4 Technical Approaches to Ensure Interference Resilience in LPWAN
For Low-Power Wide Area Networks (LPWAN) operating in the license-free spectrum, a major advantage is low network costs. Nevertheless, given the exponential increase in connected devices, the shared limited radio resources are becoming more and more congested. To enhance Quality-of-Service (QoS) and network scalability, ensuring interference resilience in LPWAN is a major undertaking.
Understanding Interference in License-Free Bands
Interference refers to the unwanted collision of two radio signals in the same frequency – causing data loss. Interference in license-free LPWAN, falls into two main categories:
1. Inter-system interference refers to disturbances caused by radio signals from other systems. As the license-free spectrum is available for everyone, multiple technologies co-exist and access the same frequency resources. For example, most LPWAN technologies including MIOTY, LoRa, and Sigfox commonly use the sub-gigahertz industrial, scientific and medical (ISM) radio bands. Similarly, Ingenu – another LPWAN player – shares the crowded 2.4 GHz band with Wi-Fi, Bluetooth, Zigbee, among others.
2. Intra-system interference, or self-interference, refers to disturbances caused by devices operating within the same network, such as within a MIOTY network or within a LoRa network. Self-interference is mainly attributable to asynchronous communication using ALOHA scheme in many LPWAN systems. Though greatly lowering power consumption, pure ALOHA-based networks generate significant self-interference due to uncoordinated, random data transmission among end devices.
Inter- and intra-system interference threaten to deteriorate network performance and hamper scalability.
Technical Approaches to Interference Resilience in LPWAN
Amid these challenges, a strong system design is key to ensuring high interference immunity in LPWAN. Below we explain four technical approaches to controlling and mitigating inter- and/or intra-system interference.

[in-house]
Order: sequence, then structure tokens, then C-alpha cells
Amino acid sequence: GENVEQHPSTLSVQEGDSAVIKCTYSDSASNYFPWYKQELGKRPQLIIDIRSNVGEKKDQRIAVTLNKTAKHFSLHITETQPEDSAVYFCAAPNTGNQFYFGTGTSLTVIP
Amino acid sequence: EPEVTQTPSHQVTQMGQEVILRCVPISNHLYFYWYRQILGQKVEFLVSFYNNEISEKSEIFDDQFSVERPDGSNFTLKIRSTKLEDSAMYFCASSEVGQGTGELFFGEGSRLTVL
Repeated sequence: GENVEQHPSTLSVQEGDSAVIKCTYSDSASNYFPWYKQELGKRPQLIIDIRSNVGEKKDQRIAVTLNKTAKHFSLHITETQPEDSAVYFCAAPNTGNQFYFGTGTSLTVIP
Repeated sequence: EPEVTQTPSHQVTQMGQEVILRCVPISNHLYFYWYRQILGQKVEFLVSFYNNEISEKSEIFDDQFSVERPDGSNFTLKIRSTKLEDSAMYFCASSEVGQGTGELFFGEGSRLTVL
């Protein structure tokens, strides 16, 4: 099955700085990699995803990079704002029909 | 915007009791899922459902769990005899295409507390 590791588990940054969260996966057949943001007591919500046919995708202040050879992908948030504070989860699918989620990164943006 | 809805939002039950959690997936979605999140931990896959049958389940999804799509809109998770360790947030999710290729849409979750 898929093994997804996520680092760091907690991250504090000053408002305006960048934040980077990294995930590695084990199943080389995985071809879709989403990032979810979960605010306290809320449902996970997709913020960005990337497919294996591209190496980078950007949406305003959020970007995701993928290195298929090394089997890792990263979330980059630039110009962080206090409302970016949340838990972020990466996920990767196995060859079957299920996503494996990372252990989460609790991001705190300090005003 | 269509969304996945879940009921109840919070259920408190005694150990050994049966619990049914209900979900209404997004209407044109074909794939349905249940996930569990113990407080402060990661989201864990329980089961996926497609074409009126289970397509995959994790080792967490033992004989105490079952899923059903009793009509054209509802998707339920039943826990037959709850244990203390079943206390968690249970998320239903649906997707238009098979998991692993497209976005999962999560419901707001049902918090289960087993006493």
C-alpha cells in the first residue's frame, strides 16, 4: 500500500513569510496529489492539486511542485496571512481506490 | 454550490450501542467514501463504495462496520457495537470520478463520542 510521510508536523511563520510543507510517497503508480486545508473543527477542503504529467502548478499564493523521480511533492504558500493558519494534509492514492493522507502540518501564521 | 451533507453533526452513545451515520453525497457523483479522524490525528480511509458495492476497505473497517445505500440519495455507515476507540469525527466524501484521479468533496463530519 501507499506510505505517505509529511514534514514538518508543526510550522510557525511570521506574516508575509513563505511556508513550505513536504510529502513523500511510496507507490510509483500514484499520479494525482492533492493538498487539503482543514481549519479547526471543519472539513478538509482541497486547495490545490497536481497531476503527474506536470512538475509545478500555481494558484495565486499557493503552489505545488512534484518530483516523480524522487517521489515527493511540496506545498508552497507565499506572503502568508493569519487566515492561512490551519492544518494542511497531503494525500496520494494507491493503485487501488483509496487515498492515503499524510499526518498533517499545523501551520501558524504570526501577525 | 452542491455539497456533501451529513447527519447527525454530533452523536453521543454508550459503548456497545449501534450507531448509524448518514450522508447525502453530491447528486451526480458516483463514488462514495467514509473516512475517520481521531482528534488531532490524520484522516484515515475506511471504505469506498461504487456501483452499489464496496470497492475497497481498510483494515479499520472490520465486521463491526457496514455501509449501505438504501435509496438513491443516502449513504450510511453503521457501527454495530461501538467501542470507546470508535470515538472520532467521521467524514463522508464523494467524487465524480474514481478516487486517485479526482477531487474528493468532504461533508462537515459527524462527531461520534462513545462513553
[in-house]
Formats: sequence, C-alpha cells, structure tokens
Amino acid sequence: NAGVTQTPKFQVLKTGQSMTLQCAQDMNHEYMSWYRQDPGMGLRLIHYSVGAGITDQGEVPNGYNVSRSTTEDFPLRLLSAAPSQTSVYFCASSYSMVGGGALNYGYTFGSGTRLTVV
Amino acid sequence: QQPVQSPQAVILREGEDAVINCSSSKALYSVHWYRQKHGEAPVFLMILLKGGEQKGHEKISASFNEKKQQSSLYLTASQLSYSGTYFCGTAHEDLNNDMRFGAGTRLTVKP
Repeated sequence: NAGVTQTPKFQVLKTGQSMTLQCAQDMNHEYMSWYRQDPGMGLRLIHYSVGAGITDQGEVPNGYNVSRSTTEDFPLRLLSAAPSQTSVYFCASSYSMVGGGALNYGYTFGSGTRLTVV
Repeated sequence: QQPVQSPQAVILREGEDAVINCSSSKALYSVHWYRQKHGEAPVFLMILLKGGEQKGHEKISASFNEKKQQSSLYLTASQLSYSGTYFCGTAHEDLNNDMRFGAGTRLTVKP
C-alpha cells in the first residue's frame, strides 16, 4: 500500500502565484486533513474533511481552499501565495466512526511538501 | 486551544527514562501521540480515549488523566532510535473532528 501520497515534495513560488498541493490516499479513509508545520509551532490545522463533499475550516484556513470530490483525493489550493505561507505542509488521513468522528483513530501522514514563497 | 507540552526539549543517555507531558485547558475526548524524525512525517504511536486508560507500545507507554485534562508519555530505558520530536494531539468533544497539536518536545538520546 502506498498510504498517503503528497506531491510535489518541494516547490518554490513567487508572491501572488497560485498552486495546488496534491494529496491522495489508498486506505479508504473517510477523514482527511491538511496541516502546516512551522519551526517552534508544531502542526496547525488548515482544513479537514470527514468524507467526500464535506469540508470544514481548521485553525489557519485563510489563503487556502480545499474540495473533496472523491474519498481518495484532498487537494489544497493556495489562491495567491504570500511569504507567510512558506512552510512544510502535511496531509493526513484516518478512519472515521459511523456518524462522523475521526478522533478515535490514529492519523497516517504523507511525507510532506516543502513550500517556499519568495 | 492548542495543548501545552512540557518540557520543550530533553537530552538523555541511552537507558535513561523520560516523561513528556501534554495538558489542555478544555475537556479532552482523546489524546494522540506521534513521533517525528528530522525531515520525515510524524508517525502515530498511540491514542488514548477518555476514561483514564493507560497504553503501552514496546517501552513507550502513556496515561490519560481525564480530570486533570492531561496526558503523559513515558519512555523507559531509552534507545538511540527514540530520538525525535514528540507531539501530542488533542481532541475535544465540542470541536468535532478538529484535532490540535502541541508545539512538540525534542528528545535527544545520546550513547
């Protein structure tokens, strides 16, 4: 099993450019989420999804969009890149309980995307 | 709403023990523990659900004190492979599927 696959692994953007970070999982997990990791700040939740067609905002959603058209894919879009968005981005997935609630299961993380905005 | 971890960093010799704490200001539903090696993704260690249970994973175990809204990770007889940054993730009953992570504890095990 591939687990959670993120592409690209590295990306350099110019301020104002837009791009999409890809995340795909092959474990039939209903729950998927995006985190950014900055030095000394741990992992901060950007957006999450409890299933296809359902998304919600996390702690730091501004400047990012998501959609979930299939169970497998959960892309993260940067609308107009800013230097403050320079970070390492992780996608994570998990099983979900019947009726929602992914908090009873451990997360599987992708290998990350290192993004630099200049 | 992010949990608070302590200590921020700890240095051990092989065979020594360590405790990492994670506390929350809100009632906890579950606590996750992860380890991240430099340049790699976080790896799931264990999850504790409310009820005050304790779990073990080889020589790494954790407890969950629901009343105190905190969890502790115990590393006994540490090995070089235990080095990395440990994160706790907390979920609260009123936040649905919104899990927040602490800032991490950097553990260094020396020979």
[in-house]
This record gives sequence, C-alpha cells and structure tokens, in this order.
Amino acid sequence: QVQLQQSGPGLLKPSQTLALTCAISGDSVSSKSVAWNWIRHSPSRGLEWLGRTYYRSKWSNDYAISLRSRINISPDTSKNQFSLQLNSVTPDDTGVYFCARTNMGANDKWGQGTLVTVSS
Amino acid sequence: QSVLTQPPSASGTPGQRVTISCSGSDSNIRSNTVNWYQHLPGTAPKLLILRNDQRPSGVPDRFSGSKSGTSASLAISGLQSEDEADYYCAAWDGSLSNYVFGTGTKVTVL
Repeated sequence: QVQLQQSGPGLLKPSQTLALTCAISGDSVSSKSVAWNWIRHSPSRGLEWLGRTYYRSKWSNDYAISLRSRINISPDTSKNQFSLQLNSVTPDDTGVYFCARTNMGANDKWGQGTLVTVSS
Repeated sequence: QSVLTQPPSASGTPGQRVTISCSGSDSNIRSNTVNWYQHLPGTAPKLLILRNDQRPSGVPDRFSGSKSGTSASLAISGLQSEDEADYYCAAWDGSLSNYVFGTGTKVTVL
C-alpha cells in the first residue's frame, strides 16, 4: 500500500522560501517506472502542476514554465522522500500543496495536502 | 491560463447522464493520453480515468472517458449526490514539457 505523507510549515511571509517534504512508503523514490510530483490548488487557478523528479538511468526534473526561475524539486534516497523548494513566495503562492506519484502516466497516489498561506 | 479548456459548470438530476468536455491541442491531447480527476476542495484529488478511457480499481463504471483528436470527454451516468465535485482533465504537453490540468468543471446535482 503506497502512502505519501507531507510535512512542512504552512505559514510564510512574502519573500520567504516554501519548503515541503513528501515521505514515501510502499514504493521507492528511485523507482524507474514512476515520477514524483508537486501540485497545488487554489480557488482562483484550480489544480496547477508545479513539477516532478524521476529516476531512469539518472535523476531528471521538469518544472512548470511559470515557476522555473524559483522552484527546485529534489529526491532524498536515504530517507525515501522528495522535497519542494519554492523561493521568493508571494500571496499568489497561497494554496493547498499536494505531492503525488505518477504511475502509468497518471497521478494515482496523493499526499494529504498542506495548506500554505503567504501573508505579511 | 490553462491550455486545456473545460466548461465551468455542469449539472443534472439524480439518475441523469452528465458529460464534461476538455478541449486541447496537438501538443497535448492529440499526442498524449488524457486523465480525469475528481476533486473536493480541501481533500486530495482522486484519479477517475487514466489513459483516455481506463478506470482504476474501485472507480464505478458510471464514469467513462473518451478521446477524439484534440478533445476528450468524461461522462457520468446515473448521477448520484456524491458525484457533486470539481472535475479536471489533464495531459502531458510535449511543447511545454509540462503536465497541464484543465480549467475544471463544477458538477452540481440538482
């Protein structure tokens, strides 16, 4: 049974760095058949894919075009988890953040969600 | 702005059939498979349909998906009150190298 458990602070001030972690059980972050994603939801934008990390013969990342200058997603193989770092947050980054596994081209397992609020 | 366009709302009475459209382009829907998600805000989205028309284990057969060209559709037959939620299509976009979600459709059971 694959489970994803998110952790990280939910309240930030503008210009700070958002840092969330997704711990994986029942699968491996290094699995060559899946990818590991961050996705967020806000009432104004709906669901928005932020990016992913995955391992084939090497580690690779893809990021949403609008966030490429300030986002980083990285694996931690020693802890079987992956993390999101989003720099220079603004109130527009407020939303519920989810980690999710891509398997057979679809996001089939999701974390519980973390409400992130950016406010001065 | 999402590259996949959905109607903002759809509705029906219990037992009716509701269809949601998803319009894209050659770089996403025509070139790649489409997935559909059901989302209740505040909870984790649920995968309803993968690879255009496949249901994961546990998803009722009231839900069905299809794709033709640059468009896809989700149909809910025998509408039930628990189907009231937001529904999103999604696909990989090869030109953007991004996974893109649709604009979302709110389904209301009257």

1. Utilizing (ultra-) narrow bandwidths
Compared to wideband approaches based on spread spectrum, (ultra-) narrowband technology alleviates the problem of intra-system interference. Each narrowband message uses a very small bandwidth, allowing for high spectrum efficiency. More messages can hence fit into an assigned frequency band without overlapping with each other, enabling more devices to effectively operate at the same time without interfering with each other. This improves overall network capacity and system scalability. Minimal bandwidth usage additionally reduces noise level experienced by each signal.
Think of narrow band messages as motorbikes and wideband messages as trucks. On a highway, we can afford a much larger number of motorbikes than trucks without incurring traffic accidents.
2. Reducing on-air time
In many LPWAN systems, the transmission time or on-air time of a signal can last up to 2 seconds. This is problematic since messages with long on-air time are much more prone to collisions. Longer transmission times also increases opportunities for malicious and sophisticated attacks like selective jamming.
3. Frequency hopping
By rapidly switching a message among different channels during transmission, frequency hopping improves resistance against inter-system interference. Constant frequency change helps avoid congested channels and makes signals difficult to intercept. On the downside, frequency hopping is very spectral inefficient as larger bandwidth usage is required. Wideband signals transmitted at low rates can easily overlap with each other, causing self-interference and data loss.
4. Forward Error Correction (FEC)
Applying channel coding or forward error correction allows for detection and correction of transmission errors due to noise, interference, and fading. In unreliable or noisy channels, FEC helps reduce packet error rate and avoid costly data re-transmissions.
So far, no traditional LPWAN systems have succeeded in leveraging all of these approaches in their system design. LPWAN using an (ultra-) narrowband approach offers high spectrum efficiency, but extends on-air time due to very slow data rates. Spread spectrum systems capitalize on the benefits of frequency hopping, but suffer from self-interference and scalability issues due to wide bandwidth usage.
By splitting an ultra-narrowband message into multiple smaller sub-packets and distributing them at pseudo-random time and frequency patterns, Telegram Splitting brings the benefits of all four mentioned approaches to one system. Thanks to its much smaller size, each sub-packet has an extremely short on-air time of only 15 milliseconds. The chance of colliding with other inter- and intra-system signals is hence drastically minimized. Additionally, built-in FEC enables successful message retrieval even if up to 50% of sub-packets are lost along the way.
With the ever-growing device density and communication traffic in the IoT era, interference resilience in LPWAN will continue to be a top priority; as will selecting a robust technology without compromising cost and power efficiency.
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